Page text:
The National Pork Producers Council joined the National Pork Board in honoring three pork leaders for their outstanding leadership and dedication to the swine business at the 2017 Pork Industry Forum in Atlanta, Ga.
Former Iowa Pork Producers CEO honored
The NPPC and the Pork Board presented former Iowa Pork Producers Association CEO Rich Degner with the inaugural Paulson-Whitmore State Executive Award at their annual business meeting.
The award, named after Don Paulson, past Minnesota state pork executive, and Rex Whitmore, past Wisconsin state pork executive, recognizes the outstanding leadership and commitment of state pork organization executives.
The Pork Board also honored Degner with the Distinguished Service Award. The award is given to an outstanding leader to recognize his or her lifelong contribution to the pork industry.
Degner worked for IPPA for 35 years, serving as CEO the last 17 of those years before retiring in 2015. He began his career at the organization as program and communications director then moved to pork product promotion in Iowa and overseas.
He developed the structure for producer financial and business plan assistance following the pork economic crisis of the late-1980s, was active in federal level lobbying and helped create the Iowa Pork Tent at the Iowa State Fair, which now is a cornerstone of the fair and Iowa’s pork industry. Degner also played a key role in expanding pork export markets, leading producers on more than 50 trade missions to more than 20 countries.
While at IPPA, he guided pork producers in complying with new regulations while modernizing their farms, helping to redefine the production model in Iowa to respond to environmental concerns and to write the regulations that would shape the industry.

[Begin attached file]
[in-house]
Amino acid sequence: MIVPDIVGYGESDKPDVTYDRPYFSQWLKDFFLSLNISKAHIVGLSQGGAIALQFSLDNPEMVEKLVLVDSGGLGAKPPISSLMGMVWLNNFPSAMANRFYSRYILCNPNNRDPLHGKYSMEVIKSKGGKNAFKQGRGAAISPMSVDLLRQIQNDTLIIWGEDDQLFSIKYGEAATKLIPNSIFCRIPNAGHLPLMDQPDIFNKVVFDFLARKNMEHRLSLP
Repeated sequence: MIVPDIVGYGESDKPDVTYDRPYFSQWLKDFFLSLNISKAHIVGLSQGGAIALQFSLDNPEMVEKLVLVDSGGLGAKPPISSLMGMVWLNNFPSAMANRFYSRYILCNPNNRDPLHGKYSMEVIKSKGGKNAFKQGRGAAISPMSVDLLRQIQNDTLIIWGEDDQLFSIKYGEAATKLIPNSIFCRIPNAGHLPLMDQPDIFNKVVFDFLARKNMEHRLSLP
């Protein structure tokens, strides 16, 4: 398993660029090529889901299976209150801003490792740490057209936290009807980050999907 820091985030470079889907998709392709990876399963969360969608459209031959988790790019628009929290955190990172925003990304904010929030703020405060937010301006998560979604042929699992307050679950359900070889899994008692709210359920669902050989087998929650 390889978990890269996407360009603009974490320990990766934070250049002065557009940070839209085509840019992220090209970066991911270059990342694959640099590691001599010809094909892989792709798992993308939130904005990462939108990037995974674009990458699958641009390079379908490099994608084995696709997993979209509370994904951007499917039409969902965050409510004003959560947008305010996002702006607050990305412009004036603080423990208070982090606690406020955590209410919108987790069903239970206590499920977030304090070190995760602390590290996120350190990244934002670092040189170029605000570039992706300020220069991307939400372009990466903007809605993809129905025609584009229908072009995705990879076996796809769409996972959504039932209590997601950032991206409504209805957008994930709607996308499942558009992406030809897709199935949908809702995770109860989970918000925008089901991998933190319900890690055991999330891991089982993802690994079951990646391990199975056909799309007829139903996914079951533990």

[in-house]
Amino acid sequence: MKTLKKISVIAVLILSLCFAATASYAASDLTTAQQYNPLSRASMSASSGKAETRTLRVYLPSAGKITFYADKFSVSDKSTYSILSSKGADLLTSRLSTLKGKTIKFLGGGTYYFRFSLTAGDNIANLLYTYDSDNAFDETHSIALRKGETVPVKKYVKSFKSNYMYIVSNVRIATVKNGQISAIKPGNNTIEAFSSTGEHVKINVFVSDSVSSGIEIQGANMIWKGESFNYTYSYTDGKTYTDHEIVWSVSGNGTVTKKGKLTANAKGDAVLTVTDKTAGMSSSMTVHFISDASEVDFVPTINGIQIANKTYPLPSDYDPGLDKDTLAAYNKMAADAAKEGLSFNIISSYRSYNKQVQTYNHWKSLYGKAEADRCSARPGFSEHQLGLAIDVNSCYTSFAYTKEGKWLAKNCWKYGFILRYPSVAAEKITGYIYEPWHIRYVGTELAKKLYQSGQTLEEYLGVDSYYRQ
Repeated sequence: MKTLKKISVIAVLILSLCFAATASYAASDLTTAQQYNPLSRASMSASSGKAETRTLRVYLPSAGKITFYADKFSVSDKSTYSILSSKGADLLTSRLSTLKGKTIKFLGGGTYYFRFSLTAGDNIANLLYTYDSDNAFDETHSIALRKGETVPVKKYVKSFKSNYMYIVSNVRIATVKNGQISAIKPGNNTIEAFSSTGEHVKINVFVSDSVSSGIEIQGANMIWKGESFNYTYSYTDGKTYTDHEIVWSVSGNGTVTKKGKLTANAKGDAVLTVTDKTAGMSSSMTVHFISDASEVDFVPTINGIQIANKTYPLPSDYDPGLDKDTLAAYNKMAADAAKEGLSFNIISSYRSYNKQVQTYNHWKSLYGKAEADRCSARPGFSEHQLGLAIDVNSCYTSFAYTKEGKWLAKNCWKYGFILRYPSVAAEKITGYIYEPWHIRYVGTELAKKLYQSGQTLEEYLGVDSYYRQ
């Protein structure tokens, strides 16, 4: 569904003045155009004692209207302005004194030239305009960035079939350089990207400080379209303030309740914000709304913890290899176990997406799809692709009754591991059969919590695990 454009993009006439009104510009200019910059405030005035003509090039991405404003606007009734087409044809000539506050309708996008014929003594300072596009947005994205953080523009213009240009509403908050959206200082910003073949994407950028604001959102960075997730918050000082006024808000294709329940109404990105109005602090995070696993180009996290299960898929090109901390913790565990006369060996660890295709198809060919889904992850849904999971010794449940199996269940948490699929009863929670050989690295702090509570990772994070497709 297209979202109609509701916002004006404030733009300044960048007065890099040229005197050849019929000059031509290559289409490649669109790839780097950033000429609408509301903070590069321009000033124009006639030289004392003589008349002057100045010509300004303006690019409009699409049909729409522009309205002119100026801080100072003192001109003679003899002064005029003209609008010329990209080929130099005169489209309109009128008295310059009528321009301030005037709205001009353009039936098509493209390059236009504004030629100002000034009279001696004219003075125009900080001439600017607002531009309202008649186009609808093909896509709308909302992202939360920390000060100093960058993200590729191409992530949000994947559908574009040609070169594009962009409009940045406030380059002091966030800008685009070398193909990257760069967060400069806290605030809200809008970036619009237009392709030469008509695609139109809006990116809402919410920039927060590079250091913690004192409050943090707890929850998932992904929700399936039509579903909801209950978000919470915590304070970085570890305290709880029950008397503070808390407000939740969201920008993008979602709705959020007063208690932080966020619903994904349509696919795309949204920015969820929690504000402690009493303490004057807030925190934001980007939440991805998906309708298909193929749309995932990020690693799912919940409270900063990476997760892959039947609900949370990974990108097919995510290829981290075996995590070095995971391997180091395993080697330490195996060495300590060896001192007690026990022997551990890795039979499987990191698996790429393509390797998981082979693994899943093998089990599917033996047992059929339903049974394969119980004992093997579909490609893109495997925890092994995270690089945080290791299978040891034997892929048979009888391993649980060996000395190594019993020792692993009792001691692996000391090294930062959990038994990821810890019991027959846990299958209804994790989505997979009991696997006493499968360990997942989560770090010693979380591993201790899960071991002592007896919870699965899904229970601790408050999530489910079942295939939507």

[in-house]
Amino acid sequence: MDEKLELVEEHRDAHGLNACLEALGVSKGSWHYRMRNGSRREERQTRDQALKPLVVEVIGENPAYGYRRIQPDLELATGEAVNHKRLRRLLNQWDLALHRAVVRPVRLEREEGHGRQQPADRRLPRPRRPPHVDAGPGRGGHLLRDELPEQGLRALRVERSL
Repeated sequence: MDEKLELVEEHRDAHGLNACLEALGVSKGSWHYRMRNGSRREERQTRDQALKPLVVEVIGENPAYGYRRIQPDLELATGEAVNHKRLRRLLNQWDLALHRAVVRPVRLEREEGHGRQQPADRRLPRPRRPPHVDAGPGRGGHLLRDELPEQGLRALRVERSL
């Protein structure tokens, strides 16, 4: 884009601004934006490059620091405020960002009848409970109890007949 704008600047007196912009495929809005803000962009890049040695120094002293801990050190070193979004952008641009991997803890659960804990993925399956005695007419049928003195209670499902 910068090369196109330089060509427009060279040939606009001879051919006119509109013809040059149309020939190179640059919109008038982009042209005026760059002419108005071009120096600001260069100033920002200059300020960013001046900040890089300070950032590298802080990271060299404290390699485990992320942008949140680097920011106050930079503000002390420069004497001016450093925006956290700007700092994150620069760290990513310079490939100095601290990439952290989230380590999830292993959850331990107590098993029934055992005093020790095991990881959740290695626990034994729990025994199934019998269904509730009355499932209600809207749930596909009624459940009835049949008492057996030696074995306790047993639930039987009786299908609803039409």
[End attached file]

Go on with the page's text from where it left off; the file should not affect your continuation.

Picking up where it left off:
Degner, who grew up on his family’s farm in northwest Iowa, earned his bachelor’s and master’s degrees in agricultural education from Iowa State University and, after graduation, taught vocational agriculture in Rock Valley and Ankeny, Iowa, before joining IPPA.
“Rich has dedicated his life to the U.S. pork industry, and the Iowa pork industry grew and prospered under his strong leadership,” says NPPC CEO Neil Dierks. “Like so many of our industry leaders, Rich focused on the producers and their success and on adding value to their product. NPPC is pleased, along with the National Pork Board, to present Rich with this well-deserved award.”
“Rich has provided extraordinary leadership to the pork industry,” says National Pork Board President Jan Archer, a pork producer from Goldsboro, N.C. “Through the years, he worked tirelessly for the advancement of pork producers, as well as for the industry in Iowa and across the United States.”
Determan inducted into NPPC Hall of Fame
Barb Determan, a pork producer from Early, Iowa, today was inducted into the Hall of Fame of the National Pork Producers Council for her perseverance and leadership of and dedication to the U.S. pork industry at NPPC’s annual business meeting.
Determan, who grew up on a diversified farm in west central Illinois, is president, owner and strategist of Heartland Marketing Group. She and husband, Steve, also raise hogs.
Serving as NPPC president from March 2001 to March 2002, Determan oversaw the court-ordered split of the Pork Checkoff Program from NPPC that paved the way for the council to reestablish itself to provide the legislative, regulatory and trade advocacy necessary for the industry to achieve success.